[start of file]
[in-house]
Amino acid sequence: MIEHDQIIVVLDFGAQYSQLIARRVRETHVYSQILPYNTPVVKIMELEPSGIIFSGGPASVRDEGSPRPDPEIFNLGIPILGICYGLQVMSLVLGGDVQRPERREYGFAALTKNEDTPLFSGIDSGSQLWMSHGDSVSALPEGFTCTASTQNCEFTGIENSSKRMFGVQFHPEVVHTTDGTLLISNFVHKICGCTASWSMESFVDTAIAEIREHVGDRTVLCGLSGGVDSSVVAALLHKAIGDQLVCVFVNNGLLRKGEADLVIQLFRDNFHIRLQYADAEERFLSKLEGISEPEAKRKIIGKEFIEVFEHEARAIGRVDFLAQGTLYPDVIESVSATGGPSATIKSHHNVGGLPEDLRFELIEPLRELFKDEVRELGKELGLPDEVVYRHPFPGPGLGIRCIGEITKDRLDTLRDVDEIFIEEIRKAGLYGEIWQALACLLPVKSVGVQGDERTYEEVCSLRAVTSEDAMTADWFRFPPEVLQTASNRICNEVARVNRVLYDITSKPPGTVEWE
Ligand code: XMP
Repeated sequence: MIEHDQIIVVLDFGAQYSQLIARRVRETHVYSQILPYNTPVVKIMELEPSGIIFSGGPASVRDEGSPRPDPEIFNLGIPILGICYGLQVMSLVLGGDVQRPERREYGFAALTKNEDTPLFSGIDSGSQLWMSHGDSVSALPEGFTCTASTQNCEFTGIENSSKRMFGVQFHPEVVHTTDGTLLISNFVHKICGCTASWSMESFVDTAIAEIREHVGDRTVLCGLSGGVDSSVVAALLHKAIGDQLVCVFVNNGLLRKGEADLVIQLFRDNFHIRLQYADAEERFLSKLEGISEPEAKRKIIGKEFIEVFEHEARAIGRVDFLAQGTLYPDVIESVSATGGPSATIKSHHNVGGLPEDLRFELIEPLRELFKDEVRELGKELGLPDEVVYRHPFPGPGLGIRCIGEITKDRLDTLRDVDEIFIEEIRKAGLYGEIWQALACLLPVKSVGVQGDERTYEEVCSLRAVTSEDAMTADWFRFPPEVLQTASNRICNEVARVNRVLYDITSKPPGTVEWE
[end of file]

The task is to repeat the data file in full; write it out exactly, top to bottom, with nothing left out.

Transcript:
[in-house]
Amino acid sequence: MIEHDQIIVVLDFGAQYSQLIARRVRETHVYSQILPYNTPVVKIMELEPSGIIFSGGPASVRDEGSPRPDPEIFNLGIPILGICYGLQVMSLVLGGDVQRPERREYGFAALTKNEDTPLFSGIDSGSQLWMSHGDSVSALPEGFTCTASTQNCEFTGIENSSKRMFGVQFHPEVVHTTDGTLLISNFVHKICGCTASWSMESFVDTAIAEIREHVGDRTVLCGLSGGVDSSVVAALLHKAIGDQLVCVFVNNGLLRKGEADLVIQLFRDNFHIRLQYADAEERFLSKLEGISEPEAKRKIIGKEFIEVFEHEARAIGRVDFLAQGTLYPDVIESVSATGGPSATIKSHHNVGGLPEDLRFELIEPLRELFKDEVRELGKELGLPDEVVYRHPFPGPGLGIRCIGEITKDRLDTLRDVDEIFIEEIRKAGLYGEIWQALACLLPVKSVGVQGDERTYEEVCSLRAVTSEDAMTADWFRFPPEVLQTASNRICNEVARVNRVLYDITSKPPGTVEWE
Ligand code: XMP
Repeated sequence: MIEHDQIIVVLDFGAQYSQLIARRVRETHVYSQILPYNTPVVKIMELEPSGIIFSGGPASVRDEGSPRPDPEIFNLGIPILGICYGLQVMSLVLGGDVQRPERREYGFAALTKNEDTPLFSGIDSGSQLWMSHGDSVSALPEGFTCTASTQNCEFTGIENSSKRMFGVQFHPEVVHTTDGTLLISNFVHKICGCTASWSMESFVDTAIAEIREHVGDRTVLCGLSGGVDSSVVAALLHKAIGDQLVCVFVNNGLLRKGEADLVIQLFRDNFHIRLQYADAEERFLSKLEGISEPEAKRKIIGKEFIEVFEHEARAIGRVDFLAQGTLYPDVIESVSATGGPSATIKSHHNVGGLPEDLRFELIEPLRELFKDEVRELGKELGLPDEVVYRHPFPGPGLGIRCIGEITKDRLDTLRDVDEIFIEEIRKAGLYGEIWQALACLLPVKSVGVQGDERTYEEVCSLRAVTSEDAMTADWFRFPPEVLQTASNRICNEVARVNRVLYDITSKPPGTVEWE